The second point is similar to the earlier Anti-pattern “Misunderstanding Power (Laws)". People have to join in order to try, and when joining is low-cost, and completion low-benefit, it is not surprising that many people will "dissipate" as the course progresses. The "messiness" of co-learning is interesting because it points to a sort of “internal dissipation", as contributors bring their multiple different backgrounds, interests, and communication styles to bear. In Tomlinson et al., we observed:
More authors means more content, but also more words thrown away. Many of the words written by authors were deleted during the ongoing editing process. The sheer mass of deleted words might raise the question of whether authoring a paper in such a massively distributed fashion is efficient.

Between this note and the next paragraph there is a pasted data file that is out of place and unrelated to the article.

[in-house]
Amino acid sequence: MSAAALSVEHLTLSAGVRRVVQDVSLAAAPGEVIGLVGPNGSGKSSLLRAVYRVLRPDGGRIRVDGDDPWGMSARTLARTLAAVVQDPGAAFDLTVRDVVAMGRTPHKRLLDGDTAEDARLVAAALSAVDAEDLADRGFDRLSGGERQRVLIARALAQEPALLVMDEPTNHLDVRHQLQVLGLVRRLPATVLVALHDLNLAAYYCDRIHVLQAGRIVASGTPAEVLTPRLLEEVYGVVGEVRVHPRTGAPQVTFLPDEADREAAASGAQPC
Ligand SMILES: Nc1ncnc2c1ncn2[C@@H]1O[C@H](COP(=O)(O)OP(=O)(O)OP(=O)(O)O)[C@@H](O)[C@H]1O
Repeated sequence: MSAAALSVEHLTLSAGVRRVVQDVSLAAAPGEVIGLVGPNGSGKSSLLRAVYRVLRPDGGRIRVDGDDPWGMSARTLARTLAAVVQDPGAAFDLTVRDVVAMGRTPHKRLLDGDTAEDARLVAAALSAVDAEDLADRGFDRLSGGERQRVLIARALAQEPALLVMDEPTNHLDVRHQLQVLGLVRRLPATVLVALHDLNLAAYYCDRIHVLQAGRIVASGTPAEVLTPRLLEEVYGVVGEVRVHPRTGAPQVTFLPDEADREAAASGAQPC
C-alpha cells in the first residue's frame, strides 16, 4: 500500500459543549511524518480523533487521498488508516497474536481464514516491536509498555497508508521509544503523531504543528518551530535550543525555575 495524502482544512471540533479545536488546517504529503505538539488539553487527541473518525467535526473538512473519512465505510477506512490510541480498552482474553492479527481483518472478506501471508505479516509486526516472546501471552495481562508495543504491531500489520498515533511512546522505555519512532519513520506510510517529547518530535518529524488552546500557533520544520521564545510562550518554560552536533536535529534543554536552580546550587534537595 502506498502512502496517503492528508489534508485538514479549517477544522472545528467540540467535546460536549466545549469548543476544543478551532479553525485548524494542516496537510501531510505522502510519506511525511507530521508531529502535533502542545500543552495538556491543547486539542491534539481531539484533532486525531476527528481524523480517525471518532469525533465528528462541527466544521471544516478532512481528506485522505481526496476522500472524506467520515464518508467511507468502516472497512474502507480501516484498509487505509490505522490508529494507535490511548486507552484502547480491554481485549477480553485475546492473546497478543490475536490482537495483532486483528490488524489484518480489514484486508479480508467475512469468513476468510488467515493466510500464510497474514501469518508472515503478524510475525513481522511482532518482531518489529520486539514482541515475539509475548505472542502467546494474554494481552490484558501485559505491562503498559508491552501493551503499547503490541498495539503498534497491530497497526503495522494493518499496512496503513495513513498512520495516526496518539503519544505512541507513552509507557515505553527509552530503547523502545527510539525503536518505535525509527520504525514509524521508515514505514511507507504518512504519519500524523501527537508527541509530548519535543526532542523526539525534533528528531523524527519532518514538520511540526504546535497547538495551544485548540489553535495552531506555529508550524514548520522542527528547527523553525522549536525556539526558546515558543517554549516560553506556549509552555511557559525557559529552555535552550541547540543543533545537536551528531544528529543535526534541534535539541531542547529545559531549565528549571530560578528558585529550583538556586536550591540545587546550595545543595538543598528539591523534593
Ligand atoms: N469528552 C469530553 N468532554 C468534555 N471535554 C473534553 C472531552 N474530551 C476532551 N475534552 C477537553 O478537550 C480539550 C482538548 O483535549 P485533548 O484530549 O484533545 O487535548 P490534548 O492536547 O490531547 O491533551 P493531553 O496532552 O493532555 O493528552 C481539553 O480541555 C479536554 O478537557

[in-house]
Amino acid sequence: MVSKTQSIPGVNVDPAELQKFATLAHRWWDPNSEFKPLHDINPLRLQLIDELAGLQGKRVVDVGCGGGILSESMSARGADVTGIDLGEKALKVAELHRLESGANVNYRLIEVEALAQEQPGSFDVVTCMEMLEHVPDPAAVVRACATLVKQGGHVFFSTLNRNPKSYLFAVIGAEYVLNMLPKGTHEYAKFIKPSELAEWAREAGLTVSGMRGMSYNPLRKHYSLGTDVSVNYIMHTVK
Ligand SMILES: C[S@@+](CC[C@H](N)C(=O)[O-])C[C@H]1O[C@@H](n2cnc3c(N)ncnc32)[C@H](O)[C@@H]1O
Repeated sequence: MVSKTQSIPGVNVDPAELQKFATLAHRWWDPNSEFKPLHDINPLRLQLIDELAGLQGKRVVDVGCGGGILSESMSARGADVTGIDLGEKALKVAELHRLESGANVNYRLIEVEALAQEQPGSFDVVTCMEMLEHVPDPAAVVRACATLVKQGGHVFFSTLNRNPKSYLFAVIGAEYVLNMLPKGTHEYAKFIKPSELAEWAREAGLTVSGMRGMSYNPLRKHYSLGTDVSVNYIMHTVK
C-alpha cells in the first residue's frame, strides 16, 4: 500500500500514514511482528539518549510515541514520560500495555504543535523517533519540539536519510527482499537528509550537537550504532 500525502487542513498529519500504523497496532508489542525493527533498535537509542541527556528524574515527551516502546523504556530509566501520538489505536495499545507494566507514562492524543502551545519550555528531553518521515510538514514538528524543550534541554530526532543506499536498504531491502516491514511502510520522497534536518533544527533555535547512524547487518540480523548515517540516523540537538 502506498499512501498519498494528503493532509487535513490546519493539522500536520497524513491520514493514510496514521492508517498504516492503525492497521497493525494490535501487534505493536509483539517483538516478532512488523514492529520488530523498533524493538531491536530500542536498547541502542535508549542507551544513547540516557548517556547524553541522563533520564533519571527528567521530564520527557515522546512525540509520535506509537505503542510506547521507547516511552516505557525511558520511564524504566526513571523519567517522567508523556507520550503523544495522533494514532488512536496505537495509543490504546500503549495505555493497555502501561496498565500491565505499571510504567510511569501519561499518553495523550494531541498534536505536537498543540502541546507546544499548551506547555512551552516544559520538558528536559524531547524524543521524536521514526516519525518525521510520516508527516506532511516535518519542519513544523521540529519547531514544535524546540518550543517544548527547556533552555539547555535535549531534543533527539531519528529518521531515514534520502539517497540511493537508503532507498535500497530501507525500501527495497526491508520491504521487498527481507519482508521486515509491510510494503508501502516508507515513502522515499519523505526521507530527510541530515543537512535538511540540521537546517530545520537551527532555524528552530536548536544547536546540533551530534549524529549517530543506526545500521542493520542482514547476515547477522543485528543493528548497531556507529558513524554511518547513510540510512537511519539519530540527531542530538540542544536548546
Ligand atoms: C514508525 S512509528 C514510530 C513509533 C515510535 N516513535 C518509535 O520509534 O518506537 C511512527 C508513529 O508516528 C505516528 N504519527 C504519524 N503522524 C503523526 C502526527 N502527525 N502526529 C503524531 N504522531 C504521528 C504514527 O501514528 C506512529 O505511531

Misunderstanding Power Laws[edit | edit source]
If we were to describe this situation in traditional subject/object terms, we would say that peer production has a "low signal to noise ratio". However, it may be more appropriate (and constructive) to think of meanings as co-constructed as the process runs, and of messiness (or meaninglessness) as symptomatic, not of peer production itself, but of deficiencies or infelicities in shared meaning-making and "integrating" features.
Zipf's law states that given some corpus of natural language utterances, the frequency of any word is inversely proportional to its rank in the frequency table. Thus the most frequent word will occur approximately twice as often as the second most frequent word, three times as often as the third most frequent word, etc.